Appliqué, an ornamental style of needlework in which small pieces of fabric are sewn onto a base fabric to form a pattern, appears in different styles across many cultures. A unique form of appliqué is currently on show in Adelaide: Khayamiya.
The history of Khayamiya — elaborately patterned and colourful appliqués handsewn onto Egyptian tent panels — dates back centuries. This ancient art form has been kept alive by a group of men, known as the Tentmakers of Cairo, working and living in a narrow market street in downtown Cairo, called Khan Khayamiya. Today their customers are tourists and locals buying smaller panels as décor items. The days of the traditional tents are long gone. Fortunately, this dying art has been discovered by a new audience from an unlikely source.
The Tentmakers of Cairo travelled the world visiting quilt fairs and craft shows to display their distinct appliqué technique to people who understand and appreciate their craft. They owe much of their revival to a few enthusiastic Australians led by quilter Jenny Bowker, her son, art history lecturer and Khayamiya researcher, Dr Sam Bowker, and filmmaker Kim Beamish who made the award-winning documentary (The Tentmakers of Cairo) on the lives and work amidst the turmoil of the Arab Spring in Cairo.
Two of these tentmakers, Essam Aly and Hosam Hanafy, were in Adelaide last month as guests of the Quilters’ Guild of South Australia where they hosted workshops and demonstrations on their unique stitching techniques.
The Tentmakers’ visit coincided with the opening of a new textile display within the Ilm: Art and Knowledge in Islam exhibition at the Art Gallery of South Australia. The exhibit features three rare and valuable Khayamiyas from the Bowker collection and three appliquéd and embellished garments from the gallery’s own collection of Asian and Islamic textiles.
The Syme Panel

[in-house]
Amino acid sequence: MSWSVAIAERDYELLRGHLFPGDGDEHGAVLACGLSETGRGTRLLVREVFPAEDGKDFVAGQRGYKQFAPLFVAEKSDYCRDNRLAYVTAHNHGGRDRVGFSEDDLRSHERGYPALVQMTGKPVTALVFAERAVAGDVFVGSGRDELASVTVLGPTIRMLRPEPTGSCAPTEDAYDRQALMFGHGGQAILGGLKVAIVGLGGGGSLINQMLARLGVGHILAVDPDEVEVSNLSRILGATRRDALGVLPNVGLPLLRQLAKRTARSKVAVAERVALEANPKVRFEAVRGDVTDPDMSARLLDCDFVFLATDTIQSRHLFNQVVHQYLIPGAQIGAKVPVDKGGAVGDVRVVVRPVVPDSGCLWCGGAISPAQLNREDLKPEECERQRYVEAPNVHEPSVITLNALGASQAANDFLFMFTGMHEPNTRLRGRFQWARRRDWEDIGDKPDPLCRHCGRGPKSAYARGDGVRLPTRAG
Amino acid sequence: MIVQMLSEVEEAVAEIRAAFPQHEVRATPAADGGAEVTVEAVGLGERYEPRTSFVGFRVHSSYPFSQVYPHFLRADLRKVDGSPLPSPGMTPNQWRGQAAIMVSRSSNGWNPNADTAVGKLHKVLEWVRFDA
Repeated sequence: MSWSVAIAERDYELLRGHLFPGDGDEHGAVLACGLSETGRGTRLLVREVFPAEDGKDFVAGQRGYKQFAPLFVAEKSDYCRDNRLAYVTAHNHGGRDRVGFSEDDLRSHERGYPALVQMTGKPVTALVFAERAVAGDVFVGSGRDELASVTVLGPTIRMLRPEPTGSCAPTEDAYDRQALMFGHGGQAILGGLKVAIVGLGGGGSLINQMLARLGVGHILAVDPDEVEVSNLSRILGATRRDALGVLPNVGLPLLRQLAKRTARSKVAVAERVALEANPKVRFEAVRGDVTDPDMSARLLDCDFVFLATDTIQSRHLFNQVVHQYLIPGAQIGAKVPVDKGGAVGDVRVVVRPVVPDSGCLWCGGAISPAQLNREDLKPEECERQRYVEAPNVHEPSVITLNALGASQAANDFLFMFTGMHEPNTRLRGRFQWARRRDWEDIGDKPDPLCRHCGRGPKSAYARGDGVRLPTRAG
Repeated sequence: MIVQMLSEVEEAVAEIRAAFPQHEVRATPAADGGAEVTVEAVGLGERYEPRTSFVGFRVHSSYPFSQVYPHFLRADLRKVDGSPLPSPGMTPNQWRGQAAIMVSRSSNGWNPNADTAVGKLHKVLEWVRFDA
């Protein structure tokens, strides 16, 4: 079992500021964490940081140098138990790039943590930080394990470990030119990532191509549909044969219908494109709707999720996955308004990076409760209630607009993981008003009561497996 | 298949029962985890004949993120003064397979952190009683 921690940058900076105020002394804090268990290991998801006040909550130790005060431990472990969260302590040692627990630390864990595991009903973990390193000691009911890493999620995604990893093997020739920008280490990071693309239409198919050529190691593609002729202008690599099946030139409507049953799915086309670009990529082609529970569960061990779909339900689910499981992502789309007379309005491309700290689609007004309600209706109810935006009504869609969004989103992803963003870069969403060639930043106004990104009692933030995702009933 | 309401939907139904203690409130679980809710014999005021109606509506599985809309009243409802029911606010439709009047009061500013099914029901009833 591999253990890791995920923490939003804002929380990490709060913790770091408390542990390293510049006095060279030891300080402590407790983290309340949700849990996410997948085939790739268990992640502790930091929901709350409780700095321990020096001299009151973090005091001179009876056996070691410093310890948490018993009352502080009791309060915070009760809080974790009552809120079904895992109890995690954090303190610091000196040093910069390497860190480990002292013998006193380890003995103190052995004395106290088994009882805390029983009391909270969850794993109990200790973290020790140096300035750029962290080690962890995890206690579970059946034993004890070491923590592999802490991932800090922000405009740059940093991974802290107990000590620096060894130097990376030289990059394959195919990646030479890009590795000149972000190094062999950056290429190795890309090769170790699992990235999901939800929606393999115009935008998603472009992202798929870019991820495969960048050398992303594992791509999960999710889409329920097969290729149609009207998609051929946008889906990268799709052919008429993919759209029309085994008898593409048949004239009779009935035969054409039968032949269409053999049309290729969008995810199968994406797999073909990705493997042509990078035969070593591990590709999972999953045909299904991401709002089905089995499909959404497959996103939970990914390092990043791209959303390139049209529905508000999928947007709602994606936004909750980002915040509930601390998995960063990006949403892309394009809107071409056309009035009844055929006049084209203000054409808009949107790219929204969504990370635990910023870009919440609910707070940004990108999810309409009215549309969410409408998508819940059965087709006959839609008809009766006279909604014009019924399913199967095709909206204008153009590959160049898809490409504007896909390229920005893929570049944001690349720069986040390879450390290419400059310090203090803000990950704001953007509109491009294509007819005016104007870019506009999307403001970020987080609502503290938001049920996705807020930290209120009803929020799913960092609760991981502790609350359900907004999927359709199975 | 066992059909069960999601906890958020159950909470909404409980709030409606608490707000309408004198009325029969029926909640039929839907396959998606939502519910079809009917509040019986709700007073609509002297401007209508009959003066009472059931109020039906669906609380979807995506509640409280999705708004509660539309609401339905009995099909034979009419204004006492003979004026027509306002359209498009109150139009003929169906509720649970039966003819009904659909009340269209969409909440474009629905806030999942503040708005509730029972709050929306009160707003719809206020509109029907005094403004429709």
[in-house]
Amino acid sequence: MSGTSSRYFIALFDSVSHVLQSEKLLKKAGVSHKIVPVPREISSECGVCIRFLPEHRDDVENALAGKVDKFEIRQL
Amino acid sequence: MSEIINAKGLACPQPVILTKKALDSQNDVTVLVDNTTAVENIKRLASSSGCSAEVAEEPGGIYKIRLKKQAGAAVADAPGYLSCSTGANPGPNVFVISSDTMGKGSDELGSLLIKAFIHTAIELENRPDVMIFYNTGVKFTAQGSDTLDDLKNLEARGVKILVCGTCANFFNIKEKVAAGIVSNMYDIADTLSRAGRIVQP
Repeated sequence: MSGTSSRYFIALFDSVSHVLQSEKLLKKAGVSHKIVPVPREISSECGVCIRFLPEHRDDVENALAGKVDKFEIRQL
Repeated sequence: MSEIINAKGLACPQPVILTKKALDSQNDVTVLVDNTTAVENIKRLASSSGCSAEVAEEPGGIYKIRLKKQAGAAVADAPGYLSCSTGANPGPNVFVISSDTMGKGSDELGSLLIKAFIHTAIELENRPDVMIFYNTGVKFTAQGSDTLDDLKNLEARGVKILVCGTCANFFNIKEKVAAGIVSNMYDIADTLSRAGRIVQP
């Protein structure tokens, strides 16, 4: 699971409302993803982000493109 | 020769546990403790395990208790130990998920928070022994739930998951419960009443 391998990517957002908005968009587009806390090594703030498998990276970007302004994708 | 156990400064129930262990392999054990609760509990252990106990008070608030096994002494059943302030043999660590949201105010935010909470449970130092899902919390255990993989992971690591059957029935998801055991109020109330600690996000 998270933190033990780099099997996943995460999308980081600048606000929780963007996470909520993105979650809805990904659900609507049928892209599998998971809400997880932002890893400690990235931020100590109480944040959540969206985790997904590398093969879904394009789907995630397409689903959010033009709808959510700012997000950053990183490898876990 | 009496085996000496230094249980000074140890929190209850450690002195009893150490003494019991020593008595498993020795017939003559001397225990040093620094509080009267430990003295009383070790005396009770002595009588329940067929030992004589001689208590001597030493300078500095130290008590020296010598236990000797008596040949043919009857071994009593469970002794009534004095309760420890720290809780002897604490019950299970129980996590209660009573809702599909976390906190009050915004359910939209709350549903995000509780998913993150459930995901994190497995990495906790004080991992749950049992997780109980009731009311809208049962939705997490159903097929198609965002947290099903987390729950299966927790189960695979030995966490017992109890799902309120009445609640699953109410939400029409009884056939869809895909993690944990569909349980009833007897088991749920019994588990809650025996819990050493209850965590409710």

The Bowker collection includes the very impressive Khedival Khayamiya, known as The Syme Panel. It was the first Khyamiya to be discovered in Australia and was formerly in the possession of David Syme, the original proprietor of The Age newspaper. This piece dominates the space and sets the tone for the rest of the installation.
The second piece, known as The Swiss Panel, depicts a typical Egyptian scene with pharaohs and pyramids and was produced specifically for the western market. During WWI, these panels were popular with European soldiers and nurses stationed in North Africa.
The third piece, by artist Mohamed Dendon, was completed in 2010 and is a masterpiece of contemporary Khayamiya. Known as 99 Names it depicts a collection of divine attributes by which Allah is known, including The Loving, The Eternal, The Majestic, and others. Dendon began sewing this panel shortly after being diagnosed with a serious illness, in accordance with the belief that a person who knows each of the 99 names will be admitted to paradise.
The Swiss Panel Touristic
The three Indonesian garments include a remarkable talismanic jacket from Sumatra dating from the 19th century. This garment is assembled from 626 pieces of Indian and European trade cloth. Patchwork jackets held special significance in Indonesia as the first garment is believed to have miraculously fallen from heaven through the ceiling of the Great Mosque of Demak.
The second, an opulent ceremonial jacket, arrived in Indonesia from the Middle East with the introduction of Islam to the country and was a popular garment among the Muslim elite from the 15th century onwards.
The third garment, a black velvet women’s court jacket embellished with gold thread and glass bead embroidery, was intended to convey the qualities of refinement and humility valued in Javanese culture.
Appliqué and patchwork are by definition the arrangement of small pieces of textile with the intent of creating a bigger, more impressive whole. The Ilm exhibit lives up to this philosophy by bringing together exquisite pieces creating an exotic textile tour de force.
Ilm: Art and Knowledge in Islam
Art Gallery of South Australia
Until Sunday, October 29